Why is it important to write your copy in a specific style for websites, as opposed to print or other media? It has been shown that reading habits on screen vary greatly from reading habits off screen. People are much more task-oriented online, and read at least 25% slower on screen. It’s a good idea to write about half the amount of text for a web page that you would ordinarily write for an offline document.
Successful website design is about keeping all your information organised in bite-sized chunks, tailoring your content to your audience, and presenting information in a way that can be easily scanned and searched.
1. Present Information Concisely
Visitors want information in bite-size chunks, and they want it now. Usability studies have shown that very few users (around 15%) actually read the text on a web page word-for-word. Rather, the vast majority of users scanned the content looking for keywords or phrases that either contained the information they wanted or possessed some relevance to their interest.
Page titles and meta descriptions are used by people and search engines – make sure they are relevant and concise and help to lead the user to the information they’re searching for.
Here are some tips for keeping your content brief:
- Write concise sentences.
- Keep paragraphs short.
- Use subheadings to break up content
- Provide a summary or overview of key points for longer articles before providing the details.
- Provide clear, concise calls to action.
2. Use Bullet Points
Titles and bullet points are the most-read copy on the page. Lists are preferable to paragraphs because they are easier to read and scan, and also carry an implication of succinct information. Make sure that your bullet pointed information is concise, and not just your descriptive text with bullet points applied!
The following list shows which words tend to be read on a bullet list (“word” is read content; “ignored” is ignored content):
- Word word word word ignored
- Word word word ignored ignored
- Word ignored ignored ignored ignored
- Ignored ignored ignored ignored ignored
- Word word ignored ignored ignored
- It makes sense to write your bullet points then reorganise their placement according to importance.
3. Write Search Engine Optimised Copy
The content of your website is critical to its success on many levels; it can have an effect on your website Search Engine Optimisation (SEO) rankings (Google places emphasis on sites with well-structured content). Search Engine algorithms are made up of many factors and complex calculations. Why not make the most of the one factor that you have complete control over – your content?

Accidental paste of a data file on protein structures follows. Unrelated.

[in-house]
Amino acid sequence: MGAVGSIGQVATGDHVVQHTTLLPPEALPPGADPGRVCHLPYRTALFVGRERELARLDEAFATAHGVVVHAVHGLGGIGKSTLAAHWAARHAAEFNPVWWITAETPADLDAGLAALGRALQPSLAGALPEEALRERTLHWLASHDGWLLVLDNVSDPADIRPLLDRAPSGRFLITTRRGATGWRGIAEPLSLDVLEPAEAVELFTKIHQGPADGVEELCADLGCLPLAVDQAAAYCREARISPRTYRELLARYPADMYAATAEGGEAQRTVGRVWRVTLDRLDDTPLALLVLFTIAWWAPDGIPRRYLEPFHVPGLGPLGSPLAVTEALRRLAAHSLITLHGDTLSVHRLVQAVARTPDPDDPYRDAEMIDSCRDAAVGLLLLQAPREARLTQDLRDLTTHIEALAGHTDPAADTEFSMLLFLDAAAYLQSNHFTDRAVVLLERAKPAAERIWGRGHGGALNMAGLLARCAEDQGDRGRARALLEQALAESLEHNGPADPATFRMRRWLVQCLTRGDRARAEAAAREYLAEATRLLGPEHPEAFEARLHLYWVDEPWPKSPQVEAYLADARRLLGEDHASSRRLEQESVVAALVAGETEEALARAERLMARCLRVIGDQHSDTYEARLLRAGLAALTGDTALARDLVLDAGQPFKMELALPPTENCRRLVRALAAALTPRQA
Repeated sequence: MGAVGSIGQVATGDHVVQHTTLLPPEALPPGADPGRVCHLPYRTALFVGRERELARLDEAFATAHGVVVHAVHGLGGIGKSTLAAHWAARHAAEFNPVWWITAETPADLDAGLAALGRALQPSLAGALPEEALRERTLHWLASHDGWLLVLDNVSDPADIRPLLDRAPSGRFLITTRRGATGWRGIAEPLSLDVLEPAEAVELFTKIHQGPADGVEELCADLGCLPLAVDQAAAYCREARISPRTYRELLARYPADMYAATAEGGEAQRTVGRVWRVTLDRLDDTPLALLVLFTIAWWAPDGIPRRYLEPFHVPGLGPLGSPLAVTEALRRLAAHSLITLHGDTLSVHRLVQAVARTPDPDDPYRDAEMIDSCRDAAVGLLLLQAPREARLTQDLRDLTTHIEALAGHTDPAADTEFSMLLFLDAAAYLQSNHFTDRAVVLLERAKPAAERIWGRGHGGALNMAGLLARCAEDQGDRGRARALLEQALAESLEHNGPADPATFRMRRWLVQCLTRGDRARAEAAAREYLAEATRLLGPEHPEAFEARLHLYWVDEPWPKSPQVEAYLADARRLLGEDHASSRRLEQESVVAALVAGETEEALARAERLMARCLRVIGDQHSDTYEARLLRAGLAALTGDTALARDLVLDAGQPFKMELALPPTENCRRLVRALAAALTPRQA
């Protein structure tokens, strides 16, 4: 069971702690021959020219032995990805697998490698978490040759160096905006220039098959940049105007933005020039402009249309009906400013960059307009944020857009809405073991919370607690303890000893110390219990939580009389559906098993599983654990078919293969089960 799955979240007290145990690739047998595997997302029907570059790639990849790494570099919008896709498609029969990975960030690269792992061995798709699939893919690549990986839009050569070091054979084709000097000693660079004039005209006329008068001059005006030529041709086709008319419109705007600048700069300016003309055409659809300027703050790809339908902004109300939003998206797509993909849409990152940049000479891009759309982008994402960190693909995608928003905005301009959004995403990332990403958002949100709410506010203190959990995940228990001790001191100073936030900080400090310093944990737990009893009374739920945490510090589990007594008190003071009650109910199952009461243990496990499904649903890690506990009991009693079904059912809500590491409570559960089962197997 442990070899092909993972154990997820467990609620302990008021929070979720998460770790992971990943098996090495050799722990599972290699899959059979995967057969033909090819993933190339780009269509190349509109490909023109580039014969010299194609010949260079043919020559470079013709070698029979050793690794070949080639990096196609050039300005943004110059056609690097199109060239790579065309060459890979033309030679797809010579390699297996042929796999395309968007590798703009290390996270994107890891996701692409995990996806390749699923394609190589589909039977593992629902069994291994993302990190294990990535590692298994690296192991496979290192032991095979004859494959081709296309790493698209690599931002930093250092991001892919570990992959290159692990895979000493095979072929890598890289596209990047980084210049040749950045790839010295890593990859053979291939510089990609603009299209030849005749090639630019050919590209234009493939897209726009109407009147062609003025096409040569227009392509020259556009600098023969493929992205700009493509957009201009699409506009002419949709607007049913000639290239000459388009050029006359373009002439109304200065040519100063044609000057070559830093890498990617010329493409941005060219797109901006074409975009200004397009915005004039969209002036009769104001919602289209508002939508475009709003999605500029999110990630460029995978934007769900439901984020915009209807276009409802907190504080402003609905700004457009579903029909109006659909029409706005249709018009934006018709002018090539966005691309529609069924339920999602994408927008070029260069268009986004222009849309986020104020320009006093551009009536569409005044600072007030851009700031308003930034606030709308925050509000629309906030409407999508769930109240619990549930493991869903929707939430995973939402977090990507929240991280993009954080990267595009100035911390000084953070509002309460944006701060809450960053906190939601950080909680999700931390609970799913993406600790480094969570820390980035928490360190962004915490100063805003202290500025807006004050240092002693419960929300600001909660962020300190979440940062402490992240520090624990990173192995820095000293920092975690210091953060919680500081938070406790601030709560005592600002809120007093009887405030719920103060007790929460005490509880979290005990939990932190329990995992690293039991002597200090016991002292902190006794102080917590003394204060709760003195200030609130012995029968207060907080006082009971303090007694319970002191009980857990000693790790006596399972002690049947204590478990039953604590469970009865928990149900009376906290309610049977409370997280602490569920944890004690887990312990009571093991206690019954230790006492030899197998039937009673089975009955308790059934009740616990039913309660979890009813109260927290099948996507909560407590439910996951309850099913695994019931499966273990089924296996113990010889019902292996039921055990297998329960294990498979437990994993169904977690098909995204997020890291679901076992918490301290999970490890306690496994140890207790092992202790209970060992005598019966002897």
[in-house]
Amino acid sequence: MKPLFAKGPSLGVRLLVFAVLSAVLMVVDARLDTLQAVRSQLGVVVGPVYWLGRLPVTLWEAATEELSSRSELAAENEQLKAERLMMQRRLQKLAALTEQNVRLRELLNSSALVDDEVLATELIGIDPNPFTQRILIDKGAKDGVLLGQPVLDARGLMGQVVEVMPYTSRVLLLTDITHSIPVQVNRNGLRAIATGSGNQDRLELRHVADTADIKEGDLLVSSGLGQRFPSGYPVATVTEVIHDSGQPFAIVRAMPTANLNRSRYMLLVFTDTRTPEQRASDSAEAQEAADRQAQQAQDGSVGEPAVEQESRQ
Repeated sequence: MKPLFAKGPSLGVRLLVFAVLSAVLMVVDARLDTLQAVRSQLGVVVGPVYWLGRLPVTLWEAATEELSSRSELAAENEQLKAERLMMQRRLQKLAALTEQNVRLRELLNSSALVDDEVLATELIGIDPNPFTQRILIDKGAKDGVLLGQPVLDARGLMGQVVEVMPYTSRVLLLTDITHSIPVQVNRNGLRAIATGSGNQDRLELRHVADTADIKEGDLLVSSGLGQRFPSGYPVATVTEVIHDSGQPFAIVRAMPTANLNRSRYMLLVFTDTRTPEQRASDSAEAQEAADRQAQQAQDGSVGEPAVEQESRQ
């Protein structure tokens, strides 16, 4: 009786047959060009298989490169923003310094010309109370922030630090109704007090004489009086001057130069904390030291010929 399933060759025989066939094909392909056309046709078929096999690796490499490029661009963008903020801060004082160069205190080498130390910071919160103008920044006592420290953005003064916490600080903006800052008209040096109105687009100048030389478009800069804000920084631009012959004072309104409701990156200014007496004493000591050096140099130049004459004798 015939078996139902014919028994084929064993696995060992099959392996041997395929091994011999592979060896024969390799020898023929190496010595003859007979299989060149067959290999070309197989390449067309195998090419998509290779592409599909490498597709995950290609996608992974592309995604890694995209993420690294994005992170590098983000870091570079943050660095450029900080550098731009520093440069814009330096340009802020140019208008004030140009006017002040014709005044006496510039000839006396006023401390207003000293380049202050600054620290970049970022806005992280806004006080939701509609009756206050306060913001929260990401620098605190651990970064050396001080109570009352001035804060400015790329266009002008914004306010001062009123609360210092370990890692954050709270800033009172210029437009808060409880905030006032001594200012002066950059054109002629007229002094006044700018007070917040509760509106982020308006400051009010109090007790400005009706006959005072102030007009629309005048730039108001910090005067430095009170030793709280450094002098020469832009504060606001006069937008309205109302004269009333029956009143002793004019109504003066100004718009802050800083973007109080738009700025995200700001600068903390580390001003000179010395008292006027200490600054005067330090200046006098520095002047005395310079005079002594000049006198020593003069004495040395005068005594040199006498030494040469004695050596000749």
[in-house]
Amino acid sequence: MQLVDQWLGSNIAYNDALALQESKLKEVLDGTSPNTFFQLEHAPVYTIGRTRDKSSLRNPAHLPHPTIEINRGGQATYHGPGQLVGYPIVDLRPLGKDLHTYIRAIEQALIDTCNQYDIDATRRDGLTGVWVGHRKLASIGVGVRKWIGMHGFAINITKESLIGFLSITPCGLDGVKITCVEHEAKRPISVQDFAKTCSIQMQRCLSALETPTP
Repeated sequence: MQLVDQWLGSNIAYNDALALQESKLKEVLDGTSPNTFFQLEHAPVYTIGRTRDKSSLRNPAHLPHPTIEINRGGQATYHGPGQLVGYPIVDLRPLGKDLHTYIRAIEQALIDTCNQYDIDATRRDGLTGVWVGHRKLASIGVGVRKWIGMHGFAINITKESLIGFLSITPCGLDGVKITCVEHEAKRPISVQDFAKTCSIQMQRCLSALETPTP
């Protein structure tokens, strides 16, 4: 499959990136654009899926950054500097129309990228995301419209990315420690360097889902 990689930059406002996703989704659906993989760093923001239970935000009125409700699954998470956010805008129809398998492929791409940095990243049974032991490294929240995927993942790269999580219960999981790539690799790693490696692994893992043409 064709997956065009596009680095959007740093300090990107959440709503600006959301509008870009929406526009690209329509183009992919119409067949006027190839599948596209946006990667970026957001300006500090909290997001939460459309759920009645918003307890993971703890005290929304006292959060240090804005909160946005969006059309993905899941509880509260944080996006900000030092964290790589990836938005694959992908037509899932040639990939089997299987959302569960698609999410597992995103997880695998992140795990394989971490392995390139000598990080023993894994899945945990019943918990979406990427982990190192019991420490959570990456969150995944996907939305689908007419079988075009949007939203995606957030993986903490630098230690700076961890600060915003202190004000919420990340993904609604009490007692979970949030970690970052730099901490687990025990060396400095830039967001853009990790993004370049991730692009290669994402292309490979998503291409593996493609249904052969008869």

Overall, good SEO copy has:
- A minimum of 300 words per page.
- Between 7% and 9% keywords per page.
- One principal topic per page.
- Links to other relevant pages on the website.
- Succinct, page and paragraph headings that are also rich in keywords.
- Summary bullet points.
Keep your formatting clean and tidy. Most users want to find information succinctly and won’t have time to appreciate a plethora of font styles, colours and sizes.
- Use the same font across all pages. A web-standard sans serif font such as Arial or Verdana is easy to read and ensures that your text will be viewable across all browsers and to all users.
- Underlined text is the standard convention to differentiate links form other text. Don’t underline text if it isn’t a link as this confuses and frustrates users.
- Use bold text to highlight important words or phrases.
- Avoid using all capital letters, even for headings – it is the web equivalent of SHOUTING!
- If you intend to use images or graphics in the content area of your site, make sure they are of a consistent style, and do not detract from the content itself.
- It’s a good idea to ensure images are resized so that they don’t increase page download times. If you want users to have an option to view a full size image, have the low resolution web version on the page, and then link that image to the higher resolution version.
- Remember to use a caption for each image – alternative text is an important usability aspect for users who have images turned off or who are using assistive devices (such as screen readers).
5. Provide Content For Offline Reading
Sometimes you may have a lot of information that your users need to read in full: case studies, white papers or reports for example. Allow your users to choose whether they want to read it online or offline. Rather than uploading the content of a long document, you can create a link to the document so it can be downloaded for offline reading. PDF documents are generally accepted as the web standard – they also look more professional and Acrobat Reader is free to download. Finally, ensure the document is titled appropriately for your website (rename the working file title if required).
6. Check Speling, Grammer And Punktuation
A website with content that contains grammatical and spelling errors can lack credibility and doesn’t cast the business in a favourable light. How thorough and focused on quality do your potential clients think you will be if you haven’t taken the time to check your website copy that is made public internationally?
For any further information or resources about content writing for the web, please contact Will Nuttall on 07 3300 0494 or firstname.lastname@example.org